Sebastian Vettel recovered from a heart-stopping track invasion by an unidentified fan on Sunday as he convincingly won the Singapore Grand Prix and closed the gap on Mercedes.
Ferrari’s Vettel led wire-to-wire for his third win this year, ahead of Red Bull’s Australian driver Daniel Ricciardo, with championship leader Lewis Hamilton of Mercedes forced out with mechanical problems.
But Vettel had a major shock on lap 36 when he spotted a man walking on the track, a bizarre incident which brought the race to a temporary halt.
“There’s a man on the track!” he yelled over the team radio, as the safety car came out for the second time in the floodlit night race.
The disruption was the closest Vettel came to an upset and there were echoes of his quadruple world title romp with Red Bull as he calmly won by 1.4 seconds.
“Yes, you did it!” Vettel screamed to his team-mates over the radio as he crossed the line, with fireworks exploding over the grandstand and lighting up the night sky.
With his 42nd career victory, Vettel draws within eight points of second-placed Nico Rosberg of Mercedes on the drivers’ standings, with Hamilton’s lead reduced to 41.
Hamilton’s retirement just after halfway completed a miserable weekend for the Briton, who was in line to match Ayrton Senna’s tally of 41 wins in 161 races but left empty-handed.
Hamilton suddenly lost accelerating power and eventually retired on lap 32.
“It hasn’t been our weekend as a team, but sometimes it happens,” a dejected Hamilton said as he left the team garage.
At the front, Vettel dropped the hammer and set a fastest lap of 1min 50.520sec as he extended his lead to four seconds at the halfway stage. But the German got a shock when he spotted a fan walking along the circuit on a few laps later, bringing the safety car out yet again.
Police later said a 27-year-old man had been arrested and was helping with inquiries.
Jenson Button went into the back of Pastor Maldonado’s Lotus after the restart, showering shards of bodywork over cars behind and ultimately forcing the McLaren driver out.
Young Verstappen fought brilliantly up to eighth from the back of the grid and angrily refused when Toro Rosso ordered him to yield his spot to team-mate Carlos Sainz.
Out in front, Vettel was untroubled and he duly completed the win to send out a message to Mercedes that the title race may not be quite over yet.
Ferrari driver Sebastian Vettel of Germany celebrates after winning the Singapore Formula One Grand Prix last night. Picture/AP
The fan who wandered onto the track during was later arrested by Singapore police.A statement issued by the FIA, Formula One’s governing body, said “a 27-year-old man has been arrested and is assisting police with investigations.”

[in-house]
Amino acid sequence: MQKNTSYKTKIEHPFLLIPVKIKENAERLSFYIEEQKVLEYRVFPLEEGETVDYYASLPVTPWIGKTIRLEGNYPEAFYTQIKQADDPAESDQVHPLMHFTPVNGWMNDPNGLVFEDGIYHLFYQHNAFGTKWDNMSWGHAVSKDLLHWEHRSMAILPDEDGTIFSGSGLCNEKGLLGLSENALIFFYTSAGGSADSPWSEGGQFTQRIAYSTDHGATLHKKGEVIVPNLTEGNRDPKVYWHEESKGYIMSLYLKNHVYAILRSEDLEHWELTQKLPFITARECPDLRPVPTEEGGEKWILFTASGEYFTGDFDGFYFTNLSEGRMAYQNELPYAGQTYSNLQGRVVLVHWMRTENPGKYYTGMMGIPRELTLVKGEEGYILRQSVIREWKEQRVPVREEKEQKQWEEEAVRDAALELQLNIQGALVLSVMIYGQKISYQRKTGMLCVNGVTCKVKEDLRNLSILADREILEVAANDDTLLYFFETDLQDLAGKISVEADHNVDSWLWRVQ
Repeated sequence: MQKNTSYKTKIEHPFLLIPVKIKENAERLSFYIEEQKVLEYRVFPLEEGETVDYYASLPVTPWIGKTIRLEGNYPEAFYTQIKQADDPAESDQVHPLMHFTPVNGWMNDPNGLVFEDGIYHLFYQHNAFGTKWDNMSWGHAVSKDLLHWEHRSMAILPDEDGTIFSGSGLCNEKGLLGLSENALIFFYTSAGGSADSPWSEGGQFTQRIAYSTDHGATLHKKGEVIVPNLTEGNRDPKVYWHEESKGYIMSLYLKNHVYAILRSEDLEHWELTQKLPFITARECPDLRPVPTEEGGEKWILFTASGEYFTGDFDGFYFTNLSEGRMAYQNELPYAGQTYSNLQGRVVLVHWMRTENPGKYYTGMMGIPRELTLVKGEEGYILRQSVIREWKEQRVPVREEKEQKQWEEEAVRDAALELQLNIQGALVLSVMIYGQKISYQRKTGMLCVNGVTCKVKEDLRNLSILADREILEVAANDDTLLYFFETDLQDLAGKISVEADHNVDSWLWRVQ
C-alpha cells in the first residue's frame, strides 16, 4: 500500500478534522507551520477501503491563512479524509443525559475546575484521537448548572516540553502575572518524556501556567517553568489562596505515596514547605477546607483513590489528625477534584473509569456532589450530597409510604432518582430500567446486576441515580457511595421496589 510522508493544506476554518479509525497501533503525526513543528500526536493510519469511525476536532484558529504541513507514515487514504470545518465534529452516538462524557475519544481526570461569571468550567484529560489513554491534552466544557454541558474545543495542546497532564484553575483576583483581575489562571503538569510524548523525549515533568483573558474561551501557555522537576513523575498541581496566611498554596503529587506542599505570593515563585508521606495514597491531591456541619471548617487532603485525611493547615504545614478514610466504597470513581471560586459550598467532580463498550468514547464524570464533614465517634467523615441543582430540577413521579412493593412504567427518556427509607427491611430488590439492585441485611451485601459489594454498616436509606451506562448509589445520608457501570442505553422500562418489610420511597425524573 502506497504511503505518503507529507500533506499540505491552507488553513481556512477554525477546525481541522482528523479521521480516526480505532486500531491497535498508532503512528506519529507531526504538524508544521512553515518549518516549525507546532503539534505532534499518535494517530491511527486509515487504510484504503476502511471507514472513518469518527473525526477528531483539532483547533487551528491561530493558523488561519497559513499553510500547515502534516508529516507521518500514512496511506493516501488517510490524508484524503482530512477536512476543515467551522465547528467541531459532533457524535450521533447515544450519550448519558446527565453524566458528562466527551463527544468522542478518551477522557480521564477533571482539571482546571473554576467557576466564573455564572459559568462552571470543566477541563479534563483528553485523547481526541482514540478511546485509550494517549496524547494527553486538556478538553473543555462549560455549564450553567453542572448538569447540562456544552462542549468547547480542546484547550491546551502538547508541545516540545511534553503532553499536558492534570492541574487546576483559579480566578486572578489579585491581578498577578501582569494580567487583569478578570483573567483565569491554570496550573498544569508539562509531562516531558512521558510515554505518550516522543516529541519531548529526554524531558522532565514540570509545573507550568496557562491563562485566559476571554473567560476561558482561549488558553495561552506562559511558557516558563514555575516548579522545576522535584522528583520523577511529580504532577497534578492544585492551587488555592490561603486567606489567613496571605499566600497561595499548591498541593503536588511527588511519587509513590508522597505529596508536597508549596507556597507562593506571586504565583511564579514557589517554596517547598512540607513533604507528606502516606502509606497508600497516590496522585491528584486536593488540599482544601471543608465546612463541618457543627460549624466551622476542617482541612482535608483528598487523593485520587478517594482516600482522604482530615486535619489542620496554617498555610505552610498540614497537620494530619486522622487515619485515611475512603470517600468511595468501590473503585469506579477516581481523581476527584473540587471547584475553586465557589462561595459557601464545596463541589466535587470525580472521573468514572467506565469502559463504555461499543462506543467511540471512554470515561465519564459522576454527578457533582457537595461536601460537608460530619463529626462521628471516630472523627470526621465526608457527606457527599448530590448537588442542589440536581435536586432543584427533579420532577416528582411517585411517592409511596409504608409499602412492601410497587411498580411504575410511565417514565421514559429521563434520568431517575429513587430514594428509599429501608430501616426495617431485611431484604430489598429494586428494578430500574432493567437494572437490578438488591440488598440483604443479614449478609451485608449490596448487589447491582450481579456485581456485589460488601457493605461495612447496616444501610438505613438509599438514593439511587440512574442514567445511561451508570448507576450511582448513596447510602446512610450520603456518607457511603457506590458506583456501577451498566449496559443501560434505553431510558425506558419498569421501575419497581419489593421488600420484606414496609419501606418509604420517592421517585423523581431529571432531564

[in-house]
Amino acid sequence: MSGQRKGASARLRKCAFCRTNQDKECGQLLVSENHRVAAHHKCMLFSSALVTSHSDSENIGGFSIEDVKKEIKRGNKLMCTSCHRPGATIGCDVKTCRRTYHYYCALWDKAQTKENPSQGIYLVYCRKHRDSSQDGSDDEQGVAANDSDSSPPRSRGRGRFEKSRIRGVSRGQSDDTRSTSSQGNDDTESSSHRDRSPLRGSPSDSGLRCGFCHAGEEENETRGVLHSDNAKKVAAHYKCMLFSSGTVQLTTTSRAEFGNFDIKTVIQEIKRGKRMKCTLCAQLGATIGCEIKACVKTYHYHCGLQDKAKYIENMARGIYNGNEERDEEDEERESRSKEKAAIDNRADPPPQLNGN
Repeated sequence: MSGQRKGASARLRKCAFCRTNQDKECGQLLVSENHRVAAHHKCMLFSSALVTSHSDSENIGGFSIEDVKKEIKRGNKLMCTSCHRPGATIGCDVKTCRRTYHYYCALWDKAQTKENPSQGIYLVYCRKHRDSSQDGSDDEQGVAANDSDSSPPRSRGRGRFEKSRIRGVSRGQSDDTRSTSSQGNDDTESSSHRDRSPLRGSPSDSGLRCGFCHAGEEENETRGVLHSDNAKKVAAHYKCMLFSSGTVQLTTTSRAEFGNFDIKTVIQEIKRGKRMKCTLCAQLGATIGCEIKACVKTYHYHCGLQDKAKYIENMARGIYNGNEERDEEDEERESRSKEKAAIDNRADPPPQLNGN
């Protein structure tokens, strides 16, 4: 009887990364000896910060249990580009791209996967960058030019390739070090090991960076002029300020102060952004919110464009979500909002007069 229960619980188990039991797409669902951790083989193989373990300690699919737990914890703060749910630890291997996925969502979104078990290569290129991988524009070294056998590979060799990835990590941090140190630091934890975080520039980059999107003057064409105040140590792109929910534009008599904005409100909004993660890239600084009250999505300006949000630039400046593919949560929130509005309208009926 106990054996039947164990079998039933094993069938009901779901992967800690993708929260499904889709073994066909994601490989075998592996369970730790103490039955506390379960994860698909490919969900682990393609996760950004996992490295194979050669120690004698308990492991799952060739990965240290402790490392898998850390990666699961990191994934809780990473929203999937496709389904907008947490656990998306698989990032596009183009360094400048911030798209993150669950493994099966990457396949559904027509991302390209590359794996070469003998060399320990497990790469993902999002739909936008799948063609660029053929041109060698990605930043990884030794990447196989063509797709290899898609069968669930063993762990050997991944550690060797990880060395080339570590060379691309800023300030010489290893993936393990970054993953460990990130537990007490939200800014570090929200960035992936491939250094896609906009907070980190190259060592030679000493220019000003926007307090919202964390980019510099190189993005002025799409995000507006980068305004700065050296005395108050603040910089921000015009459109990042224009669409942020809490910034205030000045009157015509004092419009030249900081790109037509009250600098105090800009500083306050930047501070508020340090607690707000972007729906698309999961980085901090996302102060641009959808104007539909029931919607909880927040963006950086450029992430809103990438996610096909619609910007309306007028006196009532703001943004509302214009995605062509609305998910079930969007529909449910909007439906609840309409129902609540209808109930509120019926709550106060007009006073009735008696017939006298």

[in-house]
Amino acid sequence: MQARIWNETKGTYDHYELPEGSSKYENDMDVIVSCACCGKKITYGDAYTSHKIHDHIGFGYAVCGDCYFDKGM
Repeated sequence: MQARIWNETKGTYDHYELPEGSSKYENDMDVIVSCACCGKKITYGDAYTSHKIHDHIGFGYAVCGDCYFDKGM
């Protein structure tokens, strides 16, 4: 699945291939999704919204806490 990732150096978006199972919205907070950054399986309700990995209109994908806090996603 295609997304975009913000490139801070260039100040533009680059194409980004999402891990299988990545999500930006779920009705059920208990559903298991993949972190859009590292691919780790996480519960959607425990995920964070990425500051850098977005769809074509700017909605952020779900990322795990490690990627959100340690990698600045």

Meanwhile a slow start and a broken radio were not enough to spoil the Formula One race debut of American driver Alex Rossi on Sunday, as he completed the full distance of the Singapore Grand Prix.
Rossi, who is the first American to race in F1 since 2007, was competing for the small-budget Manor team which was never going to win the race. He at least had the satisfaction of taking 14th place ahead of teammate Will Stevens.
“Today has been pretty special,” the 23-year-old Californian said.
“All the hard work to get here finally paid off and it was a fantastic feeling to be racing on the streets of Singapore.”
Rossi was slow off the line at the start, exposing his inexperience, but had managed to pass Stevens by turn five on the opening lap.
He held onto that advantage despite losing radio contact with the team — a major setback for a young driver needing advice on settings and strategy.
The radio silence meant he got no instruction from the team about when to unlap himself when the safety-car emerged for the second time, so he was not able to get clear of the field.
“Despite that, we managed everything well and I’m very appreciative of all the effort put in by the team,” Rossi said.
His performances earned the approval of team principal John Booth who said the American “delivered a solid and confident performance.”
Rossi is on a short-term contract that will see him race in five of the last seven races of the season, while juggling that with his commitments in the GP2 series where he is second in the standings.
He is hoping the exposure, and the possible attraction of sponsors to an American driver, will help him land a full-time drive next season — perhaps with Manor or the new team run by Gene Haas, which will enter the sport next season.-AP